When we think of works of art, we usually picture an oil painting in a frame hung on a wall. So let’s learn about some of the common materials and methods used to create and present oil paintings.
The surface is often a canvas, a piece of cloth stretched across and nailed to a wooden frame. The cloth can be smooth or nubby. In earlier times, artists often assembled their own canvases. The canvas is primed to make it less absorbent, and may be underpainted with a layer of color. Underpainting in blue can give the whole painting coolness whereas yellow can create warmness. Nowadays, we can go to an arts and crafts store and buy readymade primed canvases and even canvas boards. And if you want to paint something on a black background, you can buy a black canvas, eliminating painting the background.
Sometimes artists, including Monet and Picasso, could barely afford bread, so they surely didn’t have money for canvases. That explains why sometimes they would paint over a previous painting, or on the reverse side.
It has become common for museums to x-ray their paintings to see if something lies underneath the surface. I recall a painting that had vanished from the public eye and was assumed to be lost forever…until an x-ray of another painting found it had been painted over. X-rays can also show when the painter changed her mind, let’s say by removing a figure, or changing a gesture. X-rays of Picasso’s “Old Guitarist” revealed a woman and child and another woman beneath the man that we see. But I have mixed feelings about museums showing what an artist covered over. Part of me feels that we should respect the artist’s choices; that looking for painted-over items is like looking through someone’s trash. But I recognize that x-ray and infrared findings can have art-historical value, adding to our understanding of an artist’s approach. And in one case, they solved the mystery of a lost painting.
Oil paints are made of linseed oil from flax and powdered pigments mixed into a paste. Pigments came from earth, minerals, plants and poisons, insects and shellfish, urine from cows that ate only mango leaves, and even Egyptian mummies. Ultramarine blue came from lapis lazuli, a semi-precious stone mined in Afghanistan. These valuable ingredients from faraway places made some oil paints very expensive, especially to a starving artist. Lab analysis of paints can help a historian determine the age of an oil painting by matching the ingredients to the period in which they were used. Some of the pigments were toxic, such as white that was made from lead and emerald green that contained arsenic. Exposure to these toxins while painting and making paints could poison artists, causing brain damage and even death; truly, some painters sacrificed everything for their art.
Currently, and fortunately, oil paints are largely synthetic, but some are still expensive. At Dick Blick’s, a 1 ½ oz. tube of Grumbacher’s Burnt Sienna costs $6.29 but Cobalt Blue Deep costs $18.89.
Oil paints can be thinned with turpentine. They are translucent, allowing light to move through the layers, which can give effects of depth or light. They take a long time to dry, anywhere from two to twelve days, depending on the colors and thickness of layers, allowing time to blend and layer colors and to change what has been painted. By comparison, acrylic paints, widely used since the 1960s, dry in about 20 minutes, so the painter has to work quickly.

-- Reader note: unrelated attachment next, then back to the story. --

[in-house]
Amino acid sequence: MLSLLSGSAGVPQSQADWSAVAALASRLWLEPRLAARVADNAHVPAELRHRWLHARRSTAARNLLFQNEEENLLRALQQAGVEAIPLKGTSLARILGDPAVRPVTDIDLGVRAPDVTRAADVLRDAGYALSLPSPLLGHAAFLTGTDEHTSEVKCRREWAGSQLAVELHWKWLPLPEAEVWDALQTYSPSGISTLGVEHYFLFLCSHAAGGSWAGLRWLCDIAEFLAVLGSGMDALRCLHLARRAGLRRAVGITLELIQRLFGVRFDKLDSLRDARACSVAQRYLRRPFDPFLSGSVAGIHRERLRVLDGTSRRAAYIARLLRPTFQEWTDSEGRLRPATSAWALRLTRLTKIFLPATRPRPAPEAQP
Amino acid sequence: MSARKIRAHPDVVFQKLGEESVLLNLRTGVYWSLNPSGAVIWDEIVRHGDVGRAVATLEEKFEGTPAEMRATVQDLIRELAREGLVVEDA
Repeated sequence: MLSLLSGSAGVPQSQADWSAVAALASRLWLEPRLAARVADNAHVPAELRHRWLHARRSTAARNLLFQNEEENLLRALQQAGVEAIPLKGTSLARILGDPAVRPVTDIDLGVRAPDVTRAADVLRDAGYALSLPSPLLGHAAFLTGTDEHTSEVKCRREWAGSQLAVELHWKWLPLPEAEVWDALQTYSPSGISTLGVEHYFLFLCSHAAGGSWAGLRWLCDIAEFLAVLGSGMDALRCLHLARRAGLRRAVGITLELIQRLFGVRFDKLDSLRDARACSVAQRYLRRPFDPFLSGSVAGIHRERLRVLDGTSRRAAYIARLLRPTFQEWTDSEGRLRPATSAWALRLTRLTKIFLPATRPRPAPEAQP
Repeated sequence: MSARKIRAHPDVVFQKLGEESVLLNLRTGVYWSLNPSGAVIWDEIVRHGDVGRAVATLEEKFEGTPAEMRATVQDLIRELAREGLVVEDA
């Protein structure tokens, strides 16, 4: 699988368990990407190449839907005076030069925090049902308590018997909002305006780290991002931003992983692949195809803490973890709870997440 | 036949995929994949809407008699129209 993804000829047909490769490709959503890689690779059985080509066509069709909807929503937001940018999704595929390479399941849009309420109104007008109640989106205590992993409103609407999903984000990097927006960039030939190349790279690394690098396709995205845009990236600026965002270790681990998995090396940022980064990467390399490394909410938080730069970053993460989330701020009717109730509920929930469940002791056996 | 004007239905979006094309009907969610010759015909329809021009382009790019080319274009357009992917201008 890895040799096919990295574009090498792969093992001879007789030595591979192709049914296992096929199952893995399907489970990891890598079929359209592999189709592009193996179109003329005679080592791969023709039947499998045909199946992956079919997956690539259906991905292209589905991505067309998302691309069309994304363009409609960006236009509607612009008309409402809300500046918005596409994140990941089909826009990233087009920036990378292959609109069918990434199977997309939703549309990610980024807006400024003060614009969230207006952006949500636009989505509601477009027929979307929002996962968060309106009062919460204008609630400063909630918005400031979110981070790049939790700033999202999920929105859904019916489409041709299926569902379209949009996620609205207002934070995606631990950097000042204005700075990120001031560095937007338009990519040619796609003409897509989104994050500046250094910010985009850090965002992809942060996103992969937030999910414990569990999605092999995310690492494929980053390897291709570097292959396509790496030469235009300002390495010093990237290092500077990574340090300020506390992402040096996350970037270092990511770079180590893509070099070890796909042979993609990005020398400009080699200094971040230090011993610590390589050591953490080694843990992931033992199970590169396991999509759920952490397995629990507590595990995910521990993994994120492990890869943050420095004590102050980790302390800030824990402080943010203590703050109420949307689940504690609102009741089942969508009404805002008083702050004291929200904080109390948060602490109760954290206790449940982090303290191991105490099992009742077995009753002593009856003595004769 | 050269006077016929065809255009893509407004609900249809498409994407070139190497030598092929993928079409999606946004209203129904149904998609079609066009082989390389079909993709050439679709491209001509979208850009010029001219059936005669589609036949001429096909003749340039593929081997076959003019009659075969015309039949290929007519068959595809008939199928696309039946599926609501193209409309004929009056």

In earlier times, after a painting was done, the canvas would be varnished. Just like on a piece of wooden furniture, varnish was used to seal and protect the paints and to make the surface glossy. Viewers valued a surface that was perfectly smooth with no signs of the artist’s brushstrokes. As a painting ages, the colors darken; much of that is due to the varnish. So, removing aged varnish is often the most significant step in restoring an oil painting.
In more recent times, varnish and smooth surfaces were eliminated, sometimes in favor of thick buildups of paint in a technique called impasto to add texture; similarly, a nubby, rough canvas also adds a dimension to the painting. Brushstrokes are often visible, leading us to imagine the act of painting, not just the result.
Frames affect how we perceive a painting. Ornate carved wooden frames give a painting formality, suggesting the seriousness of the work, and linking it to historical periods when the frame was considered an integral part of the painting. On the other hand, slim metal frames suggest the modernity of an artwork. One artist always framed his work on the canvas. Look closely at this iconic pointillist painting by Georges Seurat, “Sunday Afternoon on the Island of La Grande Jatte.” Notice how the scene is surrounded by a border, also painted in pointillist style. Seurat himself put the painting in a simple white frame. When people have an artwork framed online or at a local arts and crafts store, they usually choose a frame, a mat or two, and a sheet of glass. Notice that in a museum, however, mats and glass are rarely used. Although glass would protect a painting, museums don’t glaze because glare and reflection make the artworks harder to see and photograph. And since the purpose of a mat is to create space to keep the glass from touching the painting, there is no need for mats if there is no glass.
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